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Friday, August 23, 2019

Dow assesses $75K penalty

By Keith Loria | Sep 1, 2010


NEWARK, N.J. (Legal Newsline) - New Jersey Attorney General Paula Dow announced on Wednesday that she has assessed a $75,000 civil penalty against a broker-dealer that allegedly failed to reasonably supervise its agents and keep accurate records.

The assessment was made through the New Jersey Bureau of Securities against The Investment Center, Inc., related to its alleged failure to supervise Dominic Vricella, the former manager of its Marlton branch office, and Anthony Faiola, an agent in that office.

Both men were undisclosed principals of North Shore Investment Group LLC, which was responsible for a combined $1.6 million in losses for 10 investors, including five clients of the Marlton branch office of Investment Center, Dow says.

The Bureau of Securities alleged that in the period between 2002-2004, The Investment Center conducted audits of the Marlton branch at least three times, uncovering deficiencies and violations of its own supervisory rules and procedures. Among the violations alleged were unapproved sales materials and business cards with unapproved email addresses.

Under state law, a broker-dealer must reasonably supervise its agents to make sure they are compliant with its own rules and procedures. Once these deficiencies were discovered, the Bureau alleged, it should have raised red flags and prompted a more thorough audit and examination.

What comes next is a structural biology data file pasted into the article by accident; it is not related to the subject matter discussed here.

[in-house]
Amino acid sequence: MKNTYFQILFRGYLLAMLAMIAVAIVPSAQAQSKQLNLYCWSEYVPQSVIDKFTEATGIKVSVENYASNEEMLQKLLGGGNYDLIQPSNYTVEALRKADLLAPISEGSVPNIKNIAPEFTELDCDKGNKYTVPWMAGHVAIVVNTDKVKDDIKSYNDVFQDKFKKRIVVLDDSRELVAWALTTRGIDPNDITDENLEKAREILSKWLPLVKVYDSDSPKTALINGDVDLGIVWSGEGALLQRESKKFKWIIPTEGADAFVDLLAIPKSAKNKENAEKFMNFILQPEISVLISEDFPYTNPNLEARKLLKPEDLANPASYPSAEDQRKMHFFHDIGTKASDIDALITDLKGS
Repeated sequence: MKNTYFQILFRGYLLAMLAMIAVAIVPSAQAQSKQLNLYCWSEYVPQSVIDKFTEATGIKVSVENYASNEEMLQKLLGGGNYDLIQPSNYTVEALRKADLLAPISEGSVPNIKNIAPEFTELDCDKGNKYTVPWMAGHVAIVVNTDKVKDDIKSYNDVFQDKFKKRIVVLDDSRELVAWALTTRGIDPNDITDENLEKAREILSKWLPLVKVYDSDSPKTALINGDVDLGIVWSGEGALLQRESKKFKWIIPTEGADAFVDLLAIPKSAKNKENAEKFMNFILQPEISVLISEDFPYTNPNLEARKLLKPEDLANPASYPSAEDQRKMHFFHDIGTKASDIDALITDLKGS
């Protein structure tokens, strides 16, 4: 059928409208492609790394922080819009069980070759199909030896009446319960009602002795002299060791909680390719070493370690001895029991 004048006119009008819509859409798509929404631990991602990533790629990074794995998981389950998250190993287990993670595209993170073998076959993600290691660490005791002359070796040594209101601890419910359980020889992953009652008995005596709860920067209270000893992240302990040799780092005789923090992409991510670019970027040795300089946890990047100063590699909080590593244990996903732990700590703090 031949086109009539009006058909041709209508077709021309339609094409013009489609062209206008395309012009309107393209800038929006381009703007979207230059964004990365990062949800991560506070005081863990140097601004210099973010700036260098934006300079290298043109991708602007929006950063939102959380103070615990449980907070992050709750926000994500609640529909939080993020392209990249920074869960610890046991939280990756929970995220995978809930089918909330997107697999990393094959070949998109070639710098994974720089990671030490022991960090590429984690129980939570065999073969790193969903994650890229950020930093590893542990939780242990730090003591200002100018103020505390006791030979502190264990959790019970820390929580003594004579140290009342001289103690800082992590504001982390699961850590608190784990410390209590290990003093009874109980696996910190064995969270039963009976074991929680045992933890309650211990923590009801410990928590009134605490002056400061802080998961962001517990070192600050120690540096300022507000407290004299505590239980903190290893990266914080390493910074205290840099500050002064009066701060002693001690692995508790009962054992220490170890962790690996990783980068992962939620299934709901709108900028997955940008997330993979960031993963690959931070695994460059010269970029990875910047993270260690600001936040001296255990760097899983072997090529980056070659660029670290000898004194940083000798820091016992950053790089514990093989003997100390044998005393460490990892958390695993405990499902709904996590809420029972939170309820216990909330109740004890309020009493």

"If investors had known that Vricella and Faiola stood to personally profit by steering their hard-earned money to an investment company they secretly controlled, they may have reconsidered," Dow said.

"But investors were never given this opportunity because The Investment Center Inc. failed to properly supervise its employees in the Marlton branch office."

The Bureau of Securities previously took disciplinary actions against both men. Vricella's agent registration was revoked and he was assessed a $100,000 civil penalty, with $85,000 of the total suspended.

Faiola was barred from the state's securities industry and assessed a $150,000 civil penalty, with $120,000 of his total suspended. Furthermore, in a separate case, Faiola pleaded guilty to committing securities fraud and paid $125,000 in restitution in a civil lawsuit.

The Investment Center entered into a consent order to settle this case and cooperated fully with Bureau investigators and has updated its policies and procedures to comply with requirements under New Jersey's Uniform Securities Law and related regulations, Dow said.

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